I’m in the office. Until a couple of weeks ago that was rare. I look out of the window and wonder what I should do next?
My father passed away during the pandemic last May and like so many relatives of the patients I have been looking after I was not allowed to visit him in the last weeks he was in, even though I could see his ward from this window.
I remember the first case and all the unfamiliar PPE (personal protective equipment) and worry that if you caught the virus you might die, and that this infection was going to be something like Ebola in its risk to medical staff.
I remember well the day when we had seven or eight patients within a couple of hours all needing CPAP (continuous positive air pressure) or ventilation and liaising with my ITU colleagues to make sure we had seen them all and who we could put where. We managed.
I did not really think about the consequences of getting COVID but like dominoes nearly all of my colleagues became ill one after the other. When my wife and I became unwell, I could not help but think that my family had not signed up for the risk and it made it hard to understand why the precautionary principle was not used in national PPE guidance. The months of tinnitus my wife had and my prolonged altered sense of smell helped fuel that resentment.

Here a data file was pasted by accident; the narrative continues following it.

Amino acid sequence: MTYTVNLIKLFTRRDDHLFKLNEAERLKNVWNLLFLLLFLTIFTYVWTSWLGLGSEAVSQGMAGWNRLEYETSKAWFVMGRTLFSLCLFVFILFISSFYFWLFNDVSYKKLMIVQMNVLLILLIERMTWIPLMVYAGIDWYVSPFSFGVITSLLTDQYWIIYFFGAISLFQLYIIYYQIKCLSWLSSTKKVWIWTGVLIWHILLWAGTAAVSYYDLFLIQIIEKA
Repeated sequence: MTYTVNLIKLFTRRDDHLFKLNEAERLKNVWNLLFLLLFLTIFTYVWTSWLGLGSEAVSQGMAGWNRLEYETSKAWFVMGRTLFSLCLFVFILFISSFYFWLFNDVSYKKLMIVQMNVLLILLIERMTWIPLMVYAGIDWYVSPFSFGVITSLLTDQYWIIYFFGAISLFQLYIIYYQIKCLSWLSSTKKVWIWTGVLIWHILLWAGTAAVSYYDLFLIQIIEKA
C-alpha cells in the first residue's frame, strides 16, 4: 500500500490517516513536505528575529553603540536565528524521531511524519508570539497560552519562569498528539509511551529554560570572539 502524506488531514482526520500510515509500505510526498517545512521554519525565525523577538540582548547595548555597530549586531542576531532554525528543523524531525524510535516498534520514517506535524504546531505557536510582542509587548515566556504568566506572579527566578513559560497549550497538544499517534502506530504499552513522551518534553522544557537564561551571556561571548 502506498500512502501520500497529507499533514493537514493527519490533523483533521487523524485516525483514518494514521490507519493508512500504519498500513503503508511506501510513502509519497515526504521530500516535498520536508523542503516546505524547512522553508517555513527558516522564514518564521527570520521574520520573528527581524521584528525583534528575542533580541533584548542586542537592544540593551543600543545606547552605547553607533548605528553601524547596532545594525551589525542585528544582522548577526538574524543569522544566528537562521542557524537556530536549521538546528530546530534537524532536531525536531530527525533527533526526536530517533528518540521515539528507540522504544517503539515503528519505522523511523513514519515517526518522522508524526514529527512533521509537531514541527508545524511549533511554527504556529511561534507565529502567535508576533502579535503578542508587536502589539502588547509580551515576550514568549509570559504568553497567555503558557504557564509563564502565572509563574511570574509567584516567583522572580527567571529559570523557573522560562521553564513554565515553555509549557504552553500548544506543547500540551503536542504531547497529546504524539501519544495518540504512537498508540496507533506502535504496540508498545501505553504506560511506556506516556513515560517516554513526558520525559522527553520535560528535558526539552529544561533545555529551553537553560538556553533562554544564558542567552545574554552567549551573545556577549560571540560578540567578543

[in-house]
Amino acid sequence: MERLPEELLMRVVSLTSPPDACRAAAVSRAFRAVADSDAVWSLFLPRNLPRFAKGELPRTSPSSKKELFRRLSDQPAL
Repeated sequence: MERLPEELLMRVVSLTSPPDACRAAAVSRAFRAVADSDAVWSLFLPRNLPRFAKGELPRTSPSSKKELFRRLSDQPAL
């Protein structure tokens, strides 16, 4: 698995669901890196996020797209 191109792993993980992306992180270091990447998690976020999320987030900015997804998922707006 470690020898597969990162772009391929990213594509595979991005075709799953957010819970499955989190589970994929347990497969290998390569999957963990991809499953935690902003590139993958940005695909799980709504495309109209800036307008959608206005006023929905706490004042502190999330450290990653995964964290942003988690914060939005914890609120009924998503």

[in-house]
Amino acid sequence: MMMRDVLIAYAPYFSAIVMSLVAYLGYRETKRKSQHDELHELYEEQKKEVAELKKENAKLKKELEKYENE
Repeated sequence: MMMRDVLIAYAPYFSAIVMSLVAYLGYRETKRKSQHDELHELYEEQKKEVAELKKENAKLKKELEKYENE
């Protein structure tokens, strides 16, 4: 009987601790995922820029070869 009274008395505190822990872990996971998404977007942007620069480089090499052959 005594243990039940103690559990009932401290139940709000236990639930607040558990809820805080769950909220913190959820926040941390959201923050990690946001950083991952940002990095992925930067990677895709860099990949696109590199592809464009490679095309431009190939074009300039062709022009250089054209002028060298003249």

There have been good things to come from COVID. The close working with our local management team to organise how we ran the wards is a legacy we will no doubt benefit from long after COVID is gone. We now have a permanent purpose built non-invasive ventilation ward, a great asset in patient care. The most unexpected had to be how uniformly nice families were when I called them on the phone to discuss their very sick relatives with COVID. That was humbling.
This weekend is the first in a year that we have not needed consultants in to cover COVID and so does mark a sort of end for me. But it’s difficult to think of going back to clinics more with conditions such as chronic cough without wanting to just measure the oxygen saturation and say they are OK and don’t need oxygen or CPAP.
I look at my emails and wonder if I should book into the wellbeing support service? A couple of months ago I probably should have, as was very tired of being here day after day and snappy with my family. I am regretful for that.
COVID has been a tragedy, but it has been exciting too to work in such a different way and it won’t be easy to simply go back to what we did before. I don’t know if I want to though and I am helped by the actions of politicians who can’t afford pay rises even after what we have done and punitive pension charges that don’t make you feel valued.
So I look out of the window aged 52 and think of doing something else. I suspect I have missed the optimum timing of setting up a PPE procurement company so will likely just retire early.
Stephen Kelly is a consultant in respiratory and general internal medicine at Maelor Hospital Wrexham